NEW DELHI – The head of the worldwide Anglican Communion has expressed concern over the increase in violence against Christian minorities in India.
On his visit to Kolkatta on Saturday, Archbishop of Canterbury Dr. Rowan Williams said he would speak with leaders of other religious communities urging them to shun violence and promote peace.
"I am as concerned about the attacks on Christians as I would have been about attacks on people of other communities," stated the Anglican leader while interacting with the press.
Williams said the attacks were contrary to India as a "civilization, culture and a modern state."
On Saturday, the archbishop officially commenced his 16-day visit to India for the 40th anniversary celebrations of the Church of North India (CNI).
In Kolkatta, Williams spoke at an event in his honor that was attended by West Bengal State Governor M.K. Narayanan, Railway Minister Mamata Banerjee, Archbishop of Kolkata Ashoke Biswas and British Deputy High Commissioner Sanjay Wadhwan.
"Since long I have wished to visit Calcutta after having known of its history. As a student I remember being inspired by the work for the poor here," he said at the CNI-hosted event.
Williams later visited the Missionaries of Charity global headquarters and also interacted with orphaned children at Shishu Bhavan.
"The joy that was evident there, I believe, is a response to something very deep in the whole life of this city, not only today but through the ages," The Telegraph quoted him saying after his visit to the Mother House. "Calcutta is known as the City of Joy so it's very moving to see that joy and love at work."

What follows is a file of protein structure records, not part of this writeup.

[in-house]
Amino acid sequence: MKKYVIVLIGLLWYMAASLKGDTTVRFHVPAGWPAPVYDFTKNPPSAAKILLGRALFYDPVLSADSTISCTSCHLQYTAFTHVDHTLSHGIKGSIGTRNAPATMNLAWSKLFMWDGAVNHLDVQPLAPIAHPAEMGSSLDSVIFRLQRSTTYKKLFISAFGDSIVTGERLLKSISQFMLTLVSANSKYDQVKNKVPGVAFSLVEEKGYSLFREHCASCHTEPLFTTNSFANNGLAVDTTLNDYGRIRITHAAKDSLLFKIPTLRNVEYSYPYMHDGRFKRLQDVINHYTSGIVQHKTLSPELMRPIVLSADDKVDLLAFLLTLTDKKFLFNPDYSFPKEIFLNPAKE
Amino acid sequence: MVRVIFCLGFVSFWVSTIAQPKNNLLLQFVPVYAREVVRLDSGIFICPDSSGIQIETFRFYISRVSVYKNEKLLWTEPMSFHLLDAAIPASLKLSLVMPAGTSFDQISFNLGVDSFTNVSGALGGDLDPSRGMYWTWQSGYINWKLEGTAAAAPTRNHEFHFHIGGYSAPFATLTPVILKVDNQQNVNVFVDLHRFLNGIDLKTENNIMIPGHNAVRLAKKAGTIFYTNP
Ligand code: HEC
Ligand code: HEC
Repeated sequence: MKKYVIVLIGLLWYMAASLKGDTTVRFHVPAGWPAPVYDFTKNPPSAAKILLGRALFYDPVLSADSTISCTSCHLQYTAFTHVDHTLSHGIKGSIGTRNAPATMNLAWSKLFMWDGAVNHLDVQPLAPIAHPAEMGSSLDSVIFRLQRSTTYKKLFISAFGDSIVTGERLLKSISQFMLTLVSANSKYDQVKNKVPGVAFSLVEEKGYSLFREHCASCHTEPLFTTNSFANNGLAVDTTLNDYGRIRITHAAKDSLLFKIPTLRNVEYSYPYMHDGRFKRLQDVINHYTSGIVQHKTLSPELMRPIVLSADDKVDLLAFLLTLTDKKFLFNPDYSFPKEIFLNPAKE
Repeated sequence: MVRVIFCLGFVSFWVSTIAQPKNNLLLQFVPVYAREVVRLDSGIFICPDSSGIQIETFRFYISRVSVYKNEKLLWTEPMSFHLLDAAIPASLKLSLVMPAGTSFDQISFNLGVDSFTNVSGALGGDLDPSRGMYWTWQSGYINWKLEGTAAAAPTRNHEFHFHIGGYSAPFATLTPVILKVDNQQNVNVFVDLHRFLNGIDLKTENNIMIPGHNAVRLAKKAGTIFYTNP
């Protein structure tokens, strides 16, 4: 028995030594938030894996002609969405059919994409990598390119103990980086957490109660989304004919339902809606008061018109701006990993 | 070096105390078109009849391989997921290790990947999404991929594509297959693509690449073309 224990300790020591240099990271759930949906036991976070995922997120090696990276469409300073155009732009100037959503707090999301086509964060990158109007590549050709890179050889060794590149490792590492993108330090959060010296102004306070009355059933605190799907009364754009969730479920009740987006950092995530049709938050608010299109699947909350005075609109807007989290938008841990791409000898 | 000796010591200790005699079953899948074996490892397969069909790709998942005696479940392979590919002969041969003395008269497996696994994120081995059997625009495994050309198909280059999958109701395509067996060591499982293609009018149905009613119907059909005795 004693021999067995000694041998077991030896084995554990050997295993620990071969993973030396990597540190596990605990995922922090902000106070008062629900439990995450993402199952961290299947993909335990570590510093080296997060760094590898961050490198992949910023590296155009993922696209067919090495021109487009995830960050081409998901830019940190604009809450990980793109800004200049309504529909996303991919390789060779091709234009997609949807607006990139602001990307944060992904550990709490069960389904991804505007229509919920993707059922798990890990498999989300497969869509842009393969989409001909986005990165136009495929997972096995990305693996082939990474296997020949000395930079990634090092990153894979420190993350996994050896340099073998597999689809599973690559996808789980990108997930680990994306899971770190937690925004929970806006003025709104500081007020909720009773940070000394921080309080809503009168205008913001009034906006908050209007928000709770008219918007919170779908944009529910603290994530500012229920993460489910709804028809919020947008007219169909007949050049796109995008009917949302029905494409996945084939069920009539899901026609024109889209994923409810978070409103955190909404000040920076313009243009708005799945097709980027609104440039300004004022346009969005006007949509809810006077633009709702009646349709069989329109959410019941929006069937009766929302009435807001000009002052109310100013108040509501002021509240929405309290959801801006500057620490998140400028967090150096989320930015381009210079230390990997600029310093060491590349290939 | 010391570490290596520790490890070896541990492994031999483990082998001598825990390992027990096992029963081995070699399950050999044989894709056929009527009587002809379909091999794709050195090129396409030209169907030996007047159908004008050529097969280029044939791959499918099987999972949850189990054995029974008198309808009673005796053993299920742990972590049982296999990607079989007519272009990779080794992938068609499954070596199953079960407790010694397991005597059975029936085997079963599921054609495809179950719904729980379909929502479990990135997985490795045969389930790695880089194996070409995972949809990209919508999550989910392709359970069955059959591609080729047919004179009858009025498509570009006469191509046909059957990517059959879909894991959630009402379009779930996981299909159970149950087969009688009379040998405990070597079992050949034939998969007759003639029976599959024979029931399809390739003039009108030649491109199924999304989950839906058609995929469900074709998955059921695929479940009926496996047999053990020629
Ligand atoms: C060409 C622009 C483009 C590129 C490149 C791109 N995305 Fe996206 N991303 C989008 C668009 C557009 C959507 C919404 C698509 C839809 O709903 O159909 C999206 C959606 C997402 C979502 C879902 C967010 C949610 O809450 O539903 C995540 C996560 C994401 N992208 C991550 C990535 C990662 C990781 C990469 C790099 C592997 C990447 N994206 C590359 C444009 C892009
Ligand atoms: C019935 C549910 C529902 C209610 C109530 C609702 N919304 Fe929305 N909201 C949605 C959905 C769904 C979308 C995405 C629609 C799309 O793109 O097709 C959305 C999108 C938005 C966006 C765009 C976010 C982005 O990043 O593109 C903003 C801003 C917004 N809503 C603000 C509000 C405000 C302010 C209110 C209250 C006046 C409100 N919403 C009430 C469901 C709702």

Commenting on the recent Allahabad High Court ruling on the disputed land in Ayodhya, the archbishop told reporters that he had been closely following the debates and discussions on the verdict, which divided land between the three feuding parties – one-third of the land to the Islam-based Sunni Waqf Board and two-thirds of the land divided equally between the two Hindu groups, Akhil Bharat Hindu Mahasabha and the Nirmohi Akhara.
The Church of England cleric said he was relieved that there was a resolution without violence considering how riots over the land resulted in 2,000 deaths in 1992. "I'm glad to see that the way it was received was very peaceful," he remarked.
On Tuesday, the archbishop was scheduled to leave for Ranchi, where a banquet and public reception was being arranged. The following day, Williams will hold a holy communion at the 140-year-old St Paul's Cathedral at Bahubazar.
Williams, who is the highest-ranking non-royal in the United Kingdom's order of precedence as well as the Primate (chief bishop) of All England, will visit Nagpur on Oct. 13 for the 40th anniversary celebrations of the Church of North India.